The following is an explanation a bit more complicated for the use of some terms not very common for those who are not Jews, but also helps us understand some of the dates, but this carnival and Easter:

In the Jewish calendar, 2008, for example, (this day) is the 6th of the month of Adary this year is the "first Adar" or "Adar Aleph," because it is a leap year. The months is followed by "Adar Beth" or "Ve-Adar" ("and" "Adar"), the second Adar, an extra month added over time.

Of course, keep in mind that the Jewish calendar follows the moon: "Rosh Chodesh" ("earlier this month"), the first of the month always falls on the New Moon, when the Moon's position in the sky passes by the Sun . Afterwards, we can see a crescent moon shortly after sunset.

Masonry in the Carnaval of 2008


Extracts from the Web Page

"Popular amusements"

The figure illustrated is in oil, representing a regional festival by the artist Chico Laranjeira - Francisco Carlos Laranjeira Coelho. This piece was on the cover of the Masonic journal, "A Trolha," nº 222, of April, 2005. Today it is on display in the anteroom of the Grtand Master General of the Grand Orient of Brazil.

The artist is a member of Masonic Lodge Arautos do Progresso nº 30 de Recife, PE and according to the Masonic magazine, "The Trowel" is also a musician and an interpreter of various pieces performed for lodge ceremonies.

MANAUS - The samba school Reino Unidos da Liberdade presented at the Sambadrome on Saturday, February 2, 2008, the theme "Fair and Perfect, the release of the Black Race in the Amazon.

The theme exalts Freemasonry and the struggle for the liberation of the slaves even before the 'golden law'.

The Amazon was the second Brazilian state to free slaves. They were released on July 10, 1884, while the golden law was not signed by Princess Isabel until May 13, 1888, hence the importance of this theme.

GrÍmio Recreativo Escola de Samba Reino Unido da Liberdade on Saturday 02/02/08, honored Freemasonry in the samba for carnival. The composers were: Mingal, Pierre, and Elvis de Paula e Daniel, and the interpretation was arranged by Wilsinho de Cima.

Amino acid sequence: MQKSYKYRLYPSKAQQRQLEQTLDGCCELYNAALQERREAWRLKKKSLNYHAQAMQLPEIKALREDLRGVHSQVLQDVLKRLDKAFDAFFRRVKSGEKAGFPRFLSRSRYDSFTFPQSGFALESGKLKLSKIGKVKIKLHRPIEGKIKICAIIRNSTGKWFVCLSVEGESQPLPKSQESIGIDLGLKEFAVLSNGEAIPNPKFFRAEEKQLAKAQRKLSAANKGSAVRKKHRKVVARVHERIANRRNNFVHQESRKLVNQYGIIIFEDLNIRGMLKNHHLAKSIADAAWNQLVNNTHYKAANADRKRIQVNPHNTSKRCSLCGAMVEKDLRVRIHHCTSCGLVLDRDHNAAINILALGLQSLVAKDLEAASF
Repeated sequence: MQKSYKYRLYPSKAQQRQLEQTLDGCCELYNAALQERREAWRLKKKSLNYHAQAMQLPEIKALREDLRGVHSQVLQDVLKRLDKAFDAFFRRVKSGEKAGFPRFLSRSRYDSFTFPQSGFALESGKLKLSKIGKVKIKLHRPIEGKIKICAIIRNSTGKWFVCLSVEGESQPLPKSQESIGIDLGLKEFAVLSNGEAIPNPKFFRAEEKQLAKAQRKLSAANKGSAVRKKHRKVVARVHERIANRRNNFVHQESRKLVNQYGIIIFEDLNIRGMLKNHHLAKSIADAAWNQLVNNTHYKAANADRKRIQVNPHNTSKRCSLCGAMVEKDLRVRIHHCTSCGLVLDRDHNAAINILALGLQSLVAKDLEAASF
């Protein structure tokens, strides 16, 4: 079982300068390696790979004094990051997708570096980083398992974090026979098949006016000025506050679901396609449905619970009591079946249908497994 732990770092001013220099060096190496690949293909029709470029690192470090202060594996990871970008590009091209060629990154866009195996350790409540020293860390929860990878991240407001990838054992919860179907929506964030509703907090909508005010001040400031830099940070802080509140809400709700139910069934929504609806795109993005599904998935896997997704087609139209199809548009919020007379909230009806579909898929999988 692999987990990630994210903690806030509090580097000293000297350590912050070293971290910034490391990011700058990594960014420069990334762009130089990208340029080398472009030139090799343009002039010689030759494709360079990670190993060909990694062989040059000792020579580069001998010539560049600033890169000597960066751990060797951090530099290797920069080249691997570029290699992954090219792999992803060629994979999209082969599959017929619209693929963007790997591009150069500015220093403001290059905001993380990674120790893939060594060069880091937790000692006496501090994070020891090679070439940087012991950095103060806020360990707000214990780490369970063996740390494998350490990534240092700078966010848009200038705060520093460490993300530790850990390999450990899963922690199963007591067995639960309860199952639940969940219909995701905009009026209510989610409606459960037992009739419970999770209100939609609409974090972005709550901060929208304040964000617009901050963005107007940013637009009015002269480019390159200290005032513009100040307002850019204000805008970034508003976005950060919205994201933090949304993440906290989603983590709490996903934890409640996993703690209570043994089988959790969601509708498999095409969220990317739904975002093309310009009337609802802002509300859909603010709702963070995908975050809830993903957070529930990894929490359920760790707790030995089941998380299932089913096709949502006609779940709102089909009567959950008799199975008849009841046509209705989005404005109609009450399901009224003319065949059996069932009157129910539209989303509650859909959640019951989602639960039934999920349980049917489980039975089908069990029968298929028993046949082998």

Fantasy of the 16th Wing - Provincial Deputies
4th sector: Fair & Perfect – Masonic Abolitionism in Amazonas

Fantasy of the 17th Wing - Companies Liberators
4th sector: Fair & Perfect - Masonic Abolitionism in Amazonas

Fantasy of the 18th Ward - The Central Commission for Abolitionism
4th sector: Fair and Perfect - Masonic Abolitionism in Amazonas

Fantasy of the 19th Ward - Masonic Pride
4th sector: Fair and Perfect - Masonic Abolitionism in Amazonas

Fantasy of the 20th Ward - The News - "The Official Abolitionist"
4th sector: Fair and Perfect - Masonic Abolitionism in Amazonas

In Amazonas, Freemasonry played a unique role in the struggle for the liberation of slaves succeeding through their strength and organization, the redemption of Amazonas Province on July 10, 1884, four years before the Golden Law (May 13, 1888 ) be signed by Princess Elizabeth in the city of Rio de Janeiro.

Theodureto Souto, Master Mason, who as president of the province of Amazonas, in just five months (from March 11 to July 12, 1884) along with the two Masonic Lodges Esperança e Porvir, Nº 1 and Amazonas, Nº: 2 that continuing the growing abolitionist movement from the Government of José Paranaguá, encouraged the creation and strengthening of Sociedades Libertadoras and Sociedades Emancipadoras, which resulted in the DECLARATION OF ABSOLUTE EQUALITY, in Manaus, on May 24, 1884 and preceded the STATEMENT OF THE END OF SLAVERY AND EQUAL RIGHTS OF THE POPULATION OF THE AMAZON, less than two months later.

Thus, by noon on July 10, 1884, at the Praça 28 de setembro (today Piazza Heliodoro Balbi) President Theodureto Souto said: "... in honor of the civilization and the homeland, on behalf of the Amazonian people, that the sovereign will of the same people and by virtue of its laws, there are no more slaves in the territory of this province, from north to south and from east to west, thus today and forever abolished slavery and proclaimed the Equal Right of all its inhabitants ".

Manaus is today a strong city for Carnaval.

Muito obrigado a meu caro irmão Daniel Lucio, quem é o único responsável por este material!


Adriana Mendonça said...

Thank you Bro.'. Ballard for this beautiful and useful translation. Masonry in Brazil is opening for universal Masonry and all Brethren are welcome to spread this movement to other countries.
Bris.'. Adriana Mendonça

Ricardo Parente said...

Dear Mr. Baillard,
Congratulations on your excellent blog. I do really like it, mainly because you also post articles about Brasil although I'm not sure if you speak Portuguese or if you are a Brother Mason. I'm from Brasil and live in Florida for 22 years.
I'd like to ask your permission to post some of your articles in our York Rite website, giving you the copyright notice, of course, and linking to your blog.
Please visit our site at
Thanks for your attention.
Ricardo Parente.
PS. Please send your response through our web form on the site.

E C Ballard ஃ said...

Caro Irmão Parente,

Muito obrigado por suas amáveis ​​palavras. Tive o prazer de ser capaz de compartilhar este trabalho do nosso Irmão, Daniel Lúcio. Por favor, sinta-se livre para circular o material que você tenha solicitado.



E C Ballard ஃ said...

Dear Sister Adriana,

As always it is a pleasure to hear from you. Thanks for the kind words, and keep in touch.